Child Custody Attorneys in Jonesboro Working Hard To Be Your Advocate so You Can Be Theirs
Child custody is one of the most important topics in many divorces and carries with it intense emotions, both from the parents and the children involved. We have an innate need to protect our children and provide for them the best life that we can give them. In the event that this may mean time away from your child, it can bring to light thoughts and fears that may be new to you.
At OMG Law Firm, these thoughts and fears are not new to us, in that we have helped multiple families through the custody process during our many years of experience. We understand that you want what’s best for your children, and we are prepared to help you do that.
Contact our offices today at 870-568-3870 to discuss your specific case and how we can help.
What Are the Custody Options in Arkansas?
Arkansas recognizes two types of custody, physical and legal custody. Both of these can be determined as either sole or joint custody.
Physical custody refers to the daily care of the child and generally means the parent with physical custody is who the child lives with. If there is joint physical custody, the child shares time between the parents’ homes. If there is sole physical custody, it typically means that the other parent has a visitation schedule that has been agreed upon and established as part of the divorce agreement.
Legal custody pertains to important decisions in the child’s life, such as their healthcare, education, religion, and more. If legal custody has been determined to be sole, one parent has full responsibility for those decisions in the child’s life. If this has been set up as joint, each parent can make these decisions for the child, together with the other parent or individually.
How is Custody Determined?
There are many factors taken into consideration when determining custody. As a general rule, the courts will try to lean towards joint physical custody so that both parents can remain in the child’s life and play an active role in their upbringing. The priority here is what is in the best interest of the child, and that is the benchmark that courts use as they review the facts in each case.
Some of the factors that are commonly reviewed are what the home lives look like for either parent. Are there other siblings that live there? Is it a safe and welcoming environment conducive to a healthy upbringing for the child in question? In some cases, home studies are ordered to be performed, which allow for further review of the home life of each parent to determine if one household is a better fit for the child than the other.
What is the character of both parents? Are they trustworthy, dependable, and able to hold steady employment? What is their physical and mental health?
What are the financial situations of each parent? Are they both equally able to provide opportunities to the child? If medical costs should arise, are they both able to navigate those?
Who has typically cared for the child up to this point in terms of taking them to the doctor, helping with homework, or feeding them?
Are the parents working together thus far in allowing each other to see the child, or is one of them keeping the child from their other parent? Judges want to make sure that the parent that has custody ensures that continued contact with the other parent occurs.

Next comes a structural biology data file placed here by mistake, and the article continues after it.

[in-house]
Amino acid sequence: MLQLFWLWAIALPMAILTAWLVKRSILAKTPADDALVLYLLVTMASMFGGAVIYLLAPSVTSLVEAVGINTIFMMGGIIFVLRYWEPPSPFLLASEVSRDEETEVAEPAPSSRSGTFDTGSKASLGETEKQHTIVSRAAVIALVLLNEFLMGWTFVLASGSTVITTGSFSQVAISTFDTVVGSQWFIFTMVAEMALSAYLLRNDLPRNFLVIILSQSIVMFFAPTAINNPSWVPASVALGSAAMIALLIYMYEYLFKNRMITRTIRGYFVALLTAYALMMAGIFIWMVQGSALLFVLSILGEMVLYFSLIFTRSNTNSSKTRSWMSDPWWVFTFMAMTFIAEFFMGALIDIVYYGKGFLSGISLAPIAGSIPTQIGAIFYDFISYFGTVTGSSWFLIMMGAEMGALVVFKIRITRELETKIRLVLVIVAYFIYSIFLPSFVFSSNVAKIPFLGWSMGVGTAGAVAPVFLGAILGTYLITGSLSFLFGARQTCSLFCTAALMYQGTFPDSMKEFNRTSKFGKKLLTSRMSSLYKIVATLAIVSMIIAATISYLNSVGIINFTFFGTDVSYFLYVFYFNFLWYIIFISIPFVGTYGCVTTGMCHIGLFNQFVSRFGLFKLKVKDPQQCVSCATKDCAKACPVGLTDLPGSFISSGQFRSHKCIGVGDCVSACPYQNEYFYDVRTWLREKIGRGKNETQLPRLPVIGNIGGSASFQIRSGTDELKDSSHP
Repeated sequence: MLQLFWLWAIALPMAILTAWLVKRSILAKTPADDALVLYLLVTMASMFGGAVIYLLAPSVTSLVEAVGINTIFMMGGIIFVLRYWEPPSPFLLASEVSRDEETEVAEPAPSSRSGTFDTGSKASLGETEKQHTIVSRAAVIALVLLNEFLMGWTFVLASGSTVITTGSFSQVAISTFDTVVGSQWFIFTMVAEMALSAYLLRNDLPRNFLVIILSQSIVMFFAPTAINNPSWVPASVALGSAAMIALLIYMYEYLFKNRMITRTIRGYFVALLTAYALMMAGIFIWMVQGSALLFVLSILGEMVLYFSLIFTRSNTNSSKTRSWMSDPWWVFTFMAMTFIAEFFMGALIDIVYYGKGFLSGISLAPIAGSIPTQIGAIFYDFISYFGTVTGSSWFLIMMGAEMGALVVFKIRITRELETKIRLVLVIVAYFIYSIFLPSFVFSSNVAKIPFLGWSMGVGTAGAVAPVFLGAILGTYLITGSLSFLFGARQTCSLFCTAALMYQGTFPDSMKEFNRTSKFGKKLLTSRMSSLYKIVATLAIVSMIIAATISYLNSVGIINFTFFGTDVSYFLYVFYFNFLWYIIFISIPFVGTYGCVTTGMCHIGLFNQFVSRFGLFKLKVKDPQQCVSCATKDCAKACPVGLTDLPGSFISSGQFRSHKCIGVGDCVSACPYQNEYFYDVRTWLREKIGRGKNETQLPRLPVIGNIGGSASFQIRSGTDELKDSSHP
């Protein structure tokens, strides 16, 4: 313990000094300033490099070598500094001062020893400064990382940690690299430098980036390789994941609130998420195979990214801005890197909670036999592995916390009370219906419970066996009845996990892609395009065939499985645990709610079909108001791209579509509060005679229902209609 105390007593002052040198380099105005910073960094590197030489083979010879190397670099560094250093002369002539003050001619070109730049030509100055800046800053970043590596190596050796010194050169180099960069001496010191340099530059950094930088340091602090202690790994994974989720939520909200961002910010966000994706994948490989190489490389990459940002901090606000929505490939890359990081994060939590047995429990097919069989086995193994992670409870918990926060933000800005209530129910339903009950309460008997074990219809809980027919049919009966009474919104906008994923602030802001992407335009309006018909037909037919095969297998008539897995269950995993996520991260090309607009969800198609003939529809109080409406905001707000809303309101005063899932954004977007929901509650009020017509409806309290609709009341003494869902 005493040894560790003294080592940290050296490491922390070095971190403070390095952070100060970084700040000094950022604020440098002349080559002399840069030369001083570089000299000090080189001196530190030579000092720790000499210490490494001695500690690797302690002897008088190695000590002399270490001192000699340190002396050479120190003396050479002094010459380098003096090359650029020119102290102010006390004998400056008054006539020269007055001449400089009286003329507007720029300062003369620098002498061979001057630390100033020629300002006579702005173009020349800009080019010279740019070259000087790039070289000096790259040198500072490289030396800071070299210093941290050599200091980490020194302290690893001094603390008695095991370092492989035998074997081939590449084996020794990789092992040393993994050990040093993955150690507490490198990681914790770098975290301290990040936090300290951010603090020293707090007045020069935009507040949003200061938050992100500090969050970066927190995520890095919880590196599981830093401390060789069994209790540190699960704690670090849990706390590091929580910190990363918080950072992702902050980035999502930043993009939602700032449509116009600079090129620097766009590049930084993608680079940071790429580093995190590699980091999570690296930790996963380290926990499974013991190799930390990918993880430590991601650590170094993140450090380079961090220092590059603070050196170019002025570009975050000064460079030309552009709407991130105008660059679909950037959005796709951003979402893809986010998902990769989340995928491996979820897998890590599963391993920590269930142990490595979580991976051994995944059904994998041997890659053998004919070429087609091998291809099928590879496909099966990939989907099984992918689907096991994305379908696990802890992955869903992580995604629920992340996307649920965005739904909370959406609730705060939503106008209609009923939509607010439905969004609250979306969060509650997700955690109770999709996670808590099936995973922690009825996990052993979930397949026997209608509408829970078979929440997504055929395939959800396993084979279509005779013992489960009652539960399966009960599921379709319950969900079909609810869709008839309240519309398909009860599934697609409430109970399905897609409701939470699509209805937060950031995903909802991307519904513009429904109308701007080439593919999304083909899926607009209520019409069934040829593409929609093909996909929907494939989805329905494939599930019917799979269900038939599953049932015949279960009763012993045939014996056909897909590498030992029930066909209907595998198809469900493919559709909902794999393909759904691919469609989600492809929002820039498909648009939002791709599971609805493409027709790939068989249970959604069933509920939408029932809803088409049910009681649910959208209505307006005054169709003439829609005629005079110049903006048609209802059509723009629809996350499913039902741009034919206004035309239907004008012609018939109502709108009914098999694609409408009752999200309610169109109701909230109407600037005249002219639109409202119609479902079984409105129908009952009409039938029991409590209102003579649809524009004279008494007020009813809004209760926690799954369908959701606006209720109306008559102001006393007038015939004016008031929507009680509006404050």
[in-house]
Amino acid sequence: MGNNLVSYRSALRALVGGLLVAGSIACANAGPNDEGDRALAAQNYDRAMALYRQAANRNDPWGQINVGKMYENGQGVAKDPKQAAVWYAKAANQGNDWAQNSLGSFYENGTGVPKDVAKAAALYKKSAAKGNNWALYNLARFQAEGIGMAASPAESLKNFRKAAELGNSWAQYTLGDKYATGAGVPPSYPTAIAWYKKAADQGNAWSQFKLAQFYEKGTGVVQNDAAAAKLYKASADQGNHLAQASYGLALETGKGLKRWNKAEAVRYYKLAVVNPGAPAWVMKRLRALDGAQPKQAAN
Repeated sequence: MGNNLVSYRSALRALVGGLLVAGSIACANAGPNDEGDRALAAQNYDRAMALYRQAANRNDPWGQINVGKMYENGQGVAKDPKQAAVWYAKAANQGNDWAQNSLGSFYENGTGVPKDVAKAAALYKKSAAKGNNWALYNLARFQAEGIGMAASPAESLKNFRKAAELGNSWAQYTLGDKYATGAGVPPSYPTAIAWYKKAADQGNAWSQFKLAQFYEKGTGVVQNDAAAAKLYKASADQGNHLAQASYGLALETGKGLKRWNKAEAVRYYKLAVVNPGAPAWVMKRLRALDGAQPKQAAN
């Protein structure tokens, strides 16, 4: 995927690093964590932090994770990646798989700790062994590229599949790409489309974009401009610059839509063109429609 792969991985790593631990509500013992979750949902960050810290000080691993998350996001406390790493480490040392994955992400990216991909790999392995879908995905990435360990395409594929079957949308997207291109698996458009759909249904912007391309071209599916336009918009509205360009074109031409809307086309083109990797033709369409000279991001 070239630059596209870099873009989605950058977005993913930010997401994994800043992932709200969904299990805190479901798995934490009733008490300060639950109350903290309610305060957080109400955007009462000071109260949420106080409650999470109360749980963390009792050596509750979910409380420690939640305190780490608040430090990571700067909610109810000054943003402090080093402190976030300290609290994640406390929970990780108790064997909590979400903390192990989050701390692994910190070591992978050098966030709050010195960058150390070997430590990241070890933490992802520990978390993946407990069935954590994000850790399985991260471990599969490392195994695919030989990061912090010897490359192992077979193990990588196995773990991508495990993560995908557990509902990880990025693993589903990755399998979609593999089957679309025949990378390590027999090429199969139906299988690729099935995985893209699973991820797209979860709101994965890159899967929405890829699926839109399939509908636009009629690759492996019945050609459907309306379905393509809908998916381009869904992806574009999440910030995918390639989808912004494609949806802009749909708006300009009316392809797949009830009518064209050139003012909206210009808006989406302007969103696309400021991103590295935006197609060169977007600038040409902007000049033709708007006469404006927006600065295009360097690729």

Have there been drug, alcohol, or other abuse allegations or charges in the past for either parent? Or have there been physical/sexual abuse or neglect allegations or charges in the past?
Does the child have a preference as to where they will reside? Though sharing this preference doesn’t mean that the judge will rule in that manner, it is a factor that is considered.
What if I Need to Make Changes to the Custody Decision?
As life progresses and things change, sometimes it is necessary to make changes to the arrangement that was ordered in the past involving child custody. Have there been changes in the health of the custodial parent that is inhibiting them from providing the care your child needs? Is there evidence of drug/alcohol abuse that was not there when the courts made the original ruling?
There are various reasons that you may need to make changes, called a “modification of child custody.” Two things are necessary for modifying: that you can prove that a material change in circumstances has occurred since the original ruling and that it would be in the child’s best interest to change the custody arrangement.
Generally speaking, it is harder to modify a court’s decision after it has been made. That being said, having an experienced attorney on your side during the original determination of custody to make sure you are best prepared to present your case is imperative. Having a skilled professional on your team should you need a modification can be equally as important, as that is typically a harder case to prove.
Why OMG Law Firm?
As you can see, the complexities of child custody can be draining at times. It’s no surprise that there are many complex details involved when determining custody of your child, as children are, for most of us, the most important humans in our lives.
We have multiple years of helping families to best prepare for what to expect in custody cases. We are happy to be your advocate in this matter, so you can continue to be your child’s advocate. Contact our offices today at 870-568-3870 to begin the process and learn more about how we can help you.